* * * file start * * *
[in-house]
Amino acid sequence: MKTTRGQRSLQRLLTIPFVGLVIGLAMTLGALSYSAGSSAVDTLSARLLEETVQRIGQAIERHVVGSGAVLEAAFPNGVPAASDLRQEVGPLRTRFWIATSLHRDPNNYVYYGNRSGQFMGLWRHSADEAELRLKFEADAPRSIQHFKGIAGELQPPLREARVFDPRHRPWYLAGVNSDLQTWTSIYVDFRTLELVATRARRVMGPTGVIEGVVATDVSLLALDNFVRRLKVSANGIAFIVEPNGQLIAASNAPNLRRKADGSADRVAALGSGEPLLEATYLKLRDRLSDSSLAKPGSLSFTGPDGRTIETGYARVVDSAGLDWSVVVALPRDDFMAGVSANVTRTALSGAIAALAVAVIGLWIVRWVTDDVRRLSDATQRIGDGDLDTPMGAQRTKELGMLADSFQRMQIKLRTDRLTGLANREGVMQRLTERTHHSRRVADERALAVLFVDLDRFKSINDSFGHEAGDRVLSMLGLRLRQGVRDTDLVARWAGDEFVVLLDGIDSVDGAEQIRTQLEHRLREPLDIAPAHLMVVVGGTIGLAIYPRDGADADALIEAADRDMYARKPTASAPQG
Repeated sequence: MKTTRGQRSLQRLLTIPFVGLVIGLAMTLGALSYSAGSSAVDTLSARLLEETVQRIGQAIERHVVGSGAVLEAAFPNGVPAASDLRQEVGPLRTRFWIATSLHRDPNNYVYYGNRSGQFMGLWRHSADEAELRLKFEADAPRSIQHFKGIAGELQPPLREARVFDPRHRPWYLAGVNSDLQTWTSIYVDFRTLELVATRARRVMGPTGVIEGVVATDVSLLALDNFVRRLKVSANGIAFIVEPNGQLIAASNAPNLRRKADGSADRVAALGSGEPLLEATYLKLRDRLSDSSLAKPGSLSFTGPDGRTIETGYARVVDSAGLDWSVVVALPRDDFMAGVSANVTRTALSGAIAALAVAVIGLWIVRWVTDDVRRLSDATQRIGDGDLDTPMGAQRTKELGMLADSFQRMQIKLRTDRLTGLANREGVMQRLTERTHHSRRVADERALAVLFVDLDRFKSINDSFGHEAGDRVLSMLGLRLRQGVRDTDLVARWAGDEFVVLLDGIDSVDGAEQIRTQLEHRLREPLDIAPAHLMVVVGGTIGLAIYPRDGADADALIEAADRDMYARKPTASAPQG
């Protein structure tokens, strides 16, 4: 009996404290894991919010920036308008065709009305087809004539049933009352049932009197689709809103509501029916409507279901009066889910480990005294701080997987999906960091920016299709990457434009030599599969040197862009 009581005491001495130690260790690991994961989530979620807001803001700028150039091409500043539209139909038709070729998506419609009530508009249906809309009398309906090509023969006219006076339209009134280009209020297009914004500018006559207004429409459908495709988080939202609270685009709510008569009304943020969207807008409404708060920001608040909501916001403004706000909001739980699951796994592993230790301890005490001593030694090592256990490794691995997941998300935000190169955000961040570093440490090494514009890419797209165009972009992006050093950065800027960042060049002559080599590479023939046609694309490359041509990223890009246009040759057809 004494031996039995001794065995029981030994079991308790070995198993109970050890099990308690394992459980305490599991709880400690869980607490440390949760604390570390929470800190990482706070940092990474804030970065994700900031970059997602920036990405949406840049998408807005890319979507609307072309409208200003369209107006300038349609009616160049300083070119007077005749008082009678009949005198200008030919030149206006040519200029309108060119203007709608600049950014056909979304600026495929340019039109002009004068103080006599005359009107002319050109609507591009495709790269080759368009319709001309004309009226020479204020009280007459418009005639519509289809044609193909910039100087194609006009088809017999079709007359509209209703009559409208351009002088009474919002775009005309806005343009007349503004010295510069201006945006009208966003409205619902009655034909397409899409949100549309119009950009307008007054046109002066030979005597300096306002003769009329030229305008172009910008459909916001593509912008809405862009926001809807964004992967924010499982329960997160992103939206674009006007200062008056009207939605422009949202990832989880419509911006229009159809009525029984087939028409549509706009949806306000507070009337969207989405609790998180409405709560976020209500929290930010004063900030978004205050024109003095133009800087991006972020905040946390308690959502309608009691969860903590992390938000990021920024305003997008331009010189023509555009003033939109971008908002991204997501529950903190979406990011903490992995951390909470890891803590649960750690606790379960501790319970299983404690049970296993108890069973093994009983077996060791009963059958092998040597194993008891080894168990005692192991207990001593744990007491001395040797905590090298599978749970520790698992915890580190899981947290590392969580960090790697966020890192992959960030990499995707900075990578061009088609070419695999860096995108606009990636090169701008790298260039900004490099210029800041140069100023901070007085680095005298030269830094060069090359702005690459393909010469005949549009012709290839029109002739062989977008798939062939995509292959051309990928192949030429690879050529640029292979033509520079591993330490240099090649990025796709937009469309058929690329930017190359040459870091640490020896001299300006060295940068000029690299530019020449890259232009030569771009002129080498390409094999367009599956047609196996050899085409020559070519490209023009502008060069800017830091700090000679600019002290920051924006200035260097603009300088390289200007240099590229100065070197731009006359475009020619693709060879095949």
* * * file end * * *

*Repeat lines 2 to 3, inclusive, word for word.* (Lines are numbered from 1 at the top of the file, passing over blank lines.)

Amino acid sequence: MKTTRGQRSLQRLLTIPFVGLVIGLAMTLGALSYSAGSSAVDTLSARLLEETVQRIGQAIERHVVGSGAVLEAAFPNGVPAASDLRQEVGPLRTRFWIATSLHRDPNNYVYYGNRSGQFMGLWRHSADEAELRLKFEADAPRSIQHFKGIAGELQPPLREARVFDPRHRPWYLAGVNSDLQTWTSIYVDFRTLELVATRARRVMGPTGVIEGVVATDVSLLALDNFVRRLKVSANGIAFIVEPNGQLIAASNAPNLRRKADGSADRVAALGSGEPLLEATYLKLRDRLSDSSLAKPGSLSFTGPDGRTIETGYARVVDSAGLDWSVVVALPRDDFMAGVSANVTRTALSGAIAALAVAVIGLWIVRWVTDDVRRLSDATQRIGDGDLDTPMGAQRTKELGMLADSFQRMQIKLRTDRLTGLANREGVMQRLTERTHHSRRVADERALAVLFVDLDRFKSINDSFGHEAGDRVLSMLGLRLRQGVRDTDLVARWAGDEFVVLLDGIDSVDGAEQIRTQLEHRLREPLDIAPAHLMVVVGGTIGLAIYPRDGADADALIEAADRDMYARKPTASAPQG
Repeated sequence: MKTTRGQRSLQRLLTIPFVGLVIGLAMTLGALSYSAGSSAVDTLSARLLEETVQRIGQAIERHVVGSGAVLEAAFPNGVPAASDLRQEVGPLRTRFWIATSLHRDPNNYVYYGNRSGQFMGLWRHSADEAELRLKFEADAPRSIQHFKGIAGELQPPLREARVFDPRHRPWYLAGVNSDLQTWTSIYVDFRTLELVATRARRVMGPTGVIEGVVATDVSLLALDNFVRRLKVSANGIAFIVEPNGQLIAASNAPNLRRKADGSADRVAALGSGEPLLEATYLKLRDRLSDSSLAKPGSLSFTGPDGRTIETGYARVVDSAGLDWSVVVALPRDDFMAGVSANVTRTALSGAIAALAVAVIGLWIVRWVTDDVRRLSDATQRIGDGDLDTPMGAQRTKELGMLADSFQRMQIKLRTDRLTGLANREGVMQRLTERTHHSRRVADERALAVLFVDLDRFKSINDSFGHEAGDRVLSMLGLRLRQGVRDTDLVARWAGDEFVVLLDGIDSVDGAEQIRTQLEHRLREPLDIAPAHLMVVVGGTIGLAIYPRDGADADALIEAADRDMYARKPTASAPQG